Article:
One such time where I did not have any control was on a recent kombi ride. Kombis are public taxis, fifteen passenger vans full of people. People in South Africa take these to get everywhere and they go anywhere. Being in Soweto it is easy to find a kombi that will take me anywhere from the mall down the road to as far as Cape Town. This particular trip I was returning in a taxi from Pietermaritzburg to Johannesburg. This five hour journey started with the realization that my fellow “Muddie” and I who were seated next to the driver in the front of the van filled to capacity that our seats were on top of the engine. As the ride continued we struggled realizing that in kombi manners the people in the front should not sleep. The final hour of this ride was spent in one of the most vibrant lightening storms I have ever seen. At one point it seemed that five bolts of lightening struck at once. Driving along having no control and being frightened of the storm I found myself praying, praying hard. And much like those nights in the rain, and those moments in church I found peace.
Looking back at six months I have found that my prayer life has changed. It is still not what I thought of when I started thinking about what prayer looked like but I am learning how it works for me. I know that there is no personal manual but I am finding that every time I find myself in a moment of prayer I find peace. I am not to the point where I set aside time and force myself to pray but I find myself coming to prayer due to circumstance over and over again.

Friday, February 11, 2011


Greetings from a HOT and sunny South Africa!

I know that most people reading this are reading from the cold and snowy North America. I have to keep reminding myself that it is February and being hot and sunburn is the norm for February in the Southern Hemisphere. I am really enjoying summer and all that it brings. Everyone in the Northern Hemisphere can give me a hard time when I am writing about being cold in June :)

Recently I have had many opportunities to share. Part of our program is set up so that we are able to serve with other volunteers throughout South Africa. These past few weeks I had the chance to travel and see completely different parts of South Africa. Along with my trusted travel buddy (Heather Nelson who is placed in a small rural community in the Limpopo province of South Africa) I spent two weeks traveling around Kwa-Zulu Natal province. We visited four different volunteers. The sites ranged from downtown Durban to very rural Umphumulo, the farming community of Escourt, and an incredible community of foster families outside of Pietermaritzburg. I loved getting to see the other sites. See how many other American volunteers see South Africa. I joked in the rural areas that I can't sleep without loud music or car alarms that are a constant in Soweto. Through it all my thoughts kept coming back to how each place fits the volunteer. Each one of us is here for our own reasons and are growing in our own ways and each of our sites fits us. At this point in the year it is hard to know if our sites fit us or or if we fir our sites or if we have each grown into our site, I believe that it is a combination of all those things. It is such a gift to be able to share our experiences with each other. Have time to see the sites of each area, serve along side each other and our wonderful South African hosts, and at the end of the day share. Share a meal, share our thoughts, share our time together.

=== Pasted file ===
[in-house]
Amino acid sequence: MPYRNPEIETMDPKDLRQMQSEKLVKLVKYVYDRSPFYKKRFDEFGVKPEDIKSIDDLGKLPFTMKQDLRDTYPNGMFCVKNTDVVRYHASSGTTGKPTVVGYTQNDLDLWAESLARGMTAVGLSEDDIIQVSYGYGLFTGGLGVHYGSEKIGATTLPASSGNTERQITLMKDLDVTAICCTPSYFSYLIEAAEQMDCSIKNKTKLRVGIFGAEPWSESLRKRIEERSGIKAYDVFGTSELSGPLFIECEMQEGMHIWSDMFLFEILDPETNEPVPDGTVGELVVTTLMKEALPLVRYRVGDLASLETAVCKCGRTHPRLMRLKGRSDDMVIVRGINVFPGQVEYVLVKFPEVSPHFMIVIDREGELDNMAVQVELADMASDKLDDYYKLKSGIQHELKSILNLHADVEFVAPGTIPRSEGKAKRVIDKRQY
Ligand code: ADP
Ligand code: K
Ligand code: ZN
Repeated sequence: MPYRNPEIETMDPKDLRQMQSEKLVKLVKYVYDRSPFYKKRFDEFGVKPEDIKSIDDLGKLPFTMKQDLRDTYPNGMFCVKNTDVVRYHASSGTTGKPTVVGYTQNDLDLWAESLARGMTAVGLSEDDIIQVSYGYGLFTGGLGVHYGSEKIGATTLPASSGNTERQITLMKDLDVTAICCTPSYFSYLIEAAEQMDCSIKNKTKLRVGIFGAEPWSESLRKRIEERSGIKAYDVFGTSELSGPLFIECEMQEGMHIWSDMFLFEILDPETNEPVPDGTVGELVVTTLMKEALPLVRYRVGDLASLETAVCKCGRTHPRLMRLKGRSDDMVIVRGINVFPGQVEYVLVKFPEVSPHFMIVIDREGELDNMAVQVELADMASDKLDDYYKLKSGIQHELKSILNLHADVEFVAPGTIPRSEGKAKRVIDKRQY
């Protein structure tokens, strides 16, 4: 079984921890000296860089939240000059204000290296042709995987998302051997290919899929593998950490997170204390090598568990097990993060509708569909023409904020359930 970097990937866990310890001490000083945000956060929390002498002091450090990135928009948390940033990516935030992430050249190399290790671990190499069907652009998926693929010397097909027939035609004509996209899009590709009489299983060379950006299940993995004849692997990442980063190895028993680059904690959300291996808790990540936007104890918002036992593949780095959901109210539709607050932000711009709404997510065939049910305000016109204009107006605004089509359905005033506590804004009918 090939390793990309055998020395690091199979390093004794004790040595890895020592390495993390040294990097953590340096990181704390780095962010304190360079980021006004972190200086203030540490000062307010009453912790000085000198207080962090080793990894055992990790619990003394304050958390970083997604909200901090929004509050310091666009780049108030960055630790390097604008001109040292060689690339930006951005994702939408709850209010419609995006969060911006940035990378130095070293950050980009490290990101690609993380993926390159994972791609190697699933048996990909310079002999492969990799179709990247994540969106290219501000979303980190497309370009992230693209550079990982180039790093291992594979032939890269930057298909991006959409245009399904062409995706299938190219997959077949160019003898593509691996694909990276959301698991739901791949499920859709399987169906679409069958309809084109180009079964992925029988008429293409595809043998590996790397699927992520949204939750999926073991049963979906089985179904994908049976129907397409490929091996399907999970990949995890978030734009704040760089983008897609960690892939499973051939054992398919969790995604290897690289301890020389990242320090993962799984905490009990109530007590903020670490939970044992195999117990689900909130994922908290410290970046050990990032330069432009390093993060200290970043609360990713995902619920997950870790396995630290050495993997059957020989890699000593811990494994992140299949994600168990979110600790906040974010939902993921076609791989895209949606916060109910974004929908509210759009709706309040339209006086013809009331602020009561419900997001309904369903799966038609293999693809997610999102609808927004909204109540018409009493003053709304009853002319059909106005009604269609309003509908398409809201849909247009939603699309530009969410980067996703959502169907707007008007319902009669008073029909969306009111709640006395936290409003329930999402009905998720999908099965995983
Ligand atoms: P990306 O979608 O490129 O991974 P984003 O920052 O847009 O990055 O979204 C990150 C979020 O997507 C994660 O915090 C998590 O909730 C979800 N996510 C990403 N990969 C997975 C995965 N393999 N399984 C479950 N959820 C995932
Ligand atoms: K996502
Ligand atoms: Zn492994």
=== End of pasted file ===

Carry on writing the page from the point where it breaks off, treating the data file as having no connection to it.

This coming week I will have another chance to share. Share the South Africa I love and now call home. As I type this my mom, her husband, and two of my cousins are on a plane somewhere over Africa. (well at least I hope they are!) They will be here for a week. Enjoying the summer weather and seeing South Africa. I am excited to show them around, introduce them to the people who have made this experience what it is for me, feed them traditional South African food, and above all spend time together. Share this experience.

I cannot ever say this enough, thank you for letting me share this experience with you you through this blog. Thank you for your continued support in the letters, e-mails, thoughts, and prayers. It means so much to me.